US consumers not loyal to hybrid technology, says Polk report
The research looked at buyer habits since the beginning of 2008, a period during which the United States has seen fuel prices per gallon almost double, as well as the effects of the recent recession. In 2008, hybrids made up 2.9% of the total car market , which fell to 2.4% during 2011, despite the number of available models more than doubling.
Brad Smith, director of Polk's Loyalty Management Practice, said: ‘Having a hybrid in the product lineup can certainly give a brand a competitive edge when it comes to attracting new customers. The repurchase rates of hybrid vehicles are an indication that consumers are continuing to seek alternative solutions to high fuel prices.’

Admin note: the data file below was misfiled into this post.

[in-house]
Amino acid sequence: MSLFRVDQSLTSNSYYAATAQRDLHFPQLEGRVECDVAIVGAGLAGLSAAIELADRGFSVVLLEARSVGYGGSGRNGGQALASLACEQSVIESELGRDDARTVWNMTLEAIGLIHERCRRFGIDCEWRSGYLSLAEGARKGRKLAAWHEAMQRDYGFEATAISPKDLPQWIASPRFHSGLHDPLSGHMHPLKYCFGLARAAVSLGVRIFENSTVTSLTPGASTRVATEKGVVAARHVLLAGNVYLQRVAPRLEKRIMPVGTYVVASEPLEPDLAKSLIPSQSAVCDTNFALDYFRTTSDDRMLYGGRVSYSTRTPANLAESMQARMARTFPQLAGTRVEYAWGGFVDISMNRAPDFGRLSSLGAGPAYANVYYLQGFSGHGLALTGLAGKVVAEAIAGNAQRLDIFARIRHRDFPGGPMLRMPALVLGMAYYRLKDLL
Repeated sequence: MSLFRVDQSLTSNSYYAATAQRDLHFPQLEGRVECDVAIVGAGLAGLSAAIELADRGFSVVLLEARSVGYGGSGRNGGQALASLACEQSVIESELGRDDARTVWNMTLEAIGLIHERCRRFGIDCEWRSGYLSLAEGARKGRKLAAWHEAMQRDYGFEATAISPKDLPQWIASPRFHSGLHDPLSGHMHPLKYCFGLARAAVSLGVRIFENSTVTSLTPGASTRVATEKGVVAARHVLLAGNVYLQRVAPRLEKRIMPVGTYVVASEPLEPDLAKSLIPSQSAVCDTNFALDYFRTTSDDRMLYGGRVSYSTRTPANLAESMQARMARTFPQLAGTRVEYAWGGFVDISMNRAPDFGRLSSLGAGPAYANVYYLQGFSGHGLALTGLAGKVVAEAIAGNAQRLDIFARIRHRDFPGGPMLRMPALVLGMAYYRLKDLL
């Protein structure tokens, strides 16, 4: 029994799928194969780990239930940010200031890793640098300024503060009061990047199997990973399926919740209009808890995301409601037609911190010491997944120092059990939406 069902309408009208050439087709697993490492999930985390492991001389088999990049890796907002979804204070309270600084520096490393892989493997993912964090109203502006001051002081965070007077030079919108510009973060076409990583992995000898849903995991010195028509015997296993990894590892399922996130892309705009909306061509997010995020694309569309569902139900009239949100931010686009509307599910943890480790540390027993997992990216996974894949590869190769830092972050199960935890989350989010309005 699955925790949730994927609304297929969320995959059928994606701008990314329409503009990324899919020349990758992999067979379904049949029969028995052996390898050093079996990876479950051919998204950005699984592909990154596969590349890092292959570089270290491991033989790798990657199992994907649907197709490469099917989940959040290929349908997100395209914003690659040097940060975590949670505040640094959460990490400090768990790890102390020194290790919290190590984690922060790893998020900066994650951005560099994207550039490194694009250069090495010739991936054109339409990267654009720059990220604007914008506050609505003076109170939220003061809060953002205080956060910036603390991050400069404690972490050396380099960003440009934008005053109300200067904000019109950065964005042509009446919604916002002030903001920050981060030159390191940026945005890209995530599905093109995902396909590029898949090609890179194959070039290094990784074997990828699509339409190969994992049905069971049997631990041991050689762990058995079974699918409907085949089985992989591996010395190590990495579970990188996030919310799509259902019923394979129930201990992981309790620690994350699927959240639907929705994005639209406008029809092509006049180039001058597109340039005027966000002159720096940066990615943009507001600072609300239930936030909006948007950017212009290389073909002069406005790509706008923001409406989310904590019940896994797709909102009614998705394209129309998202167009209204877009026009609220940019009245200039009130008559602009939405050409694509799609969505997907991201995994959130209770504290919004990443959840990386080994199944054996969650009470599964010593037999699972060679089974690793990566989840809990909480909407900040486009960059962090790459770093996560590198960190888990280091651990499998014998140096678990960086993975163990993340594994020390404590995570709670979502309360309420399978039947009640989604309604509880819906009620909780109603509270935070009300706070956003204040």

Brand loyalty is high though. Of the Toyota hybrid owners who bought another in 2011, 60% stayed with Toyota, while 52% of Honda hybrid owners stayed with the manufacturer when buying last year. Data from car review site Edmunds.com showed buyers were comparing hybrids to efficient conventionally-powered vehicles.
Edmunds.com chief economist Lacey Plache commented: ‘The lineup of alternate-drive vehicles and their premium price points just aren't appealing enough to consumers to give the segment the momentum it once anticipated, especially given the growing strength of fuel economy among compact and midsize competitors. For EVs and PHEVs in particular, certain obstacles — including consumer unease with unfamiliar technology and the lack of an adequate recharging infrastructure — will need to be overcome before sales increase.’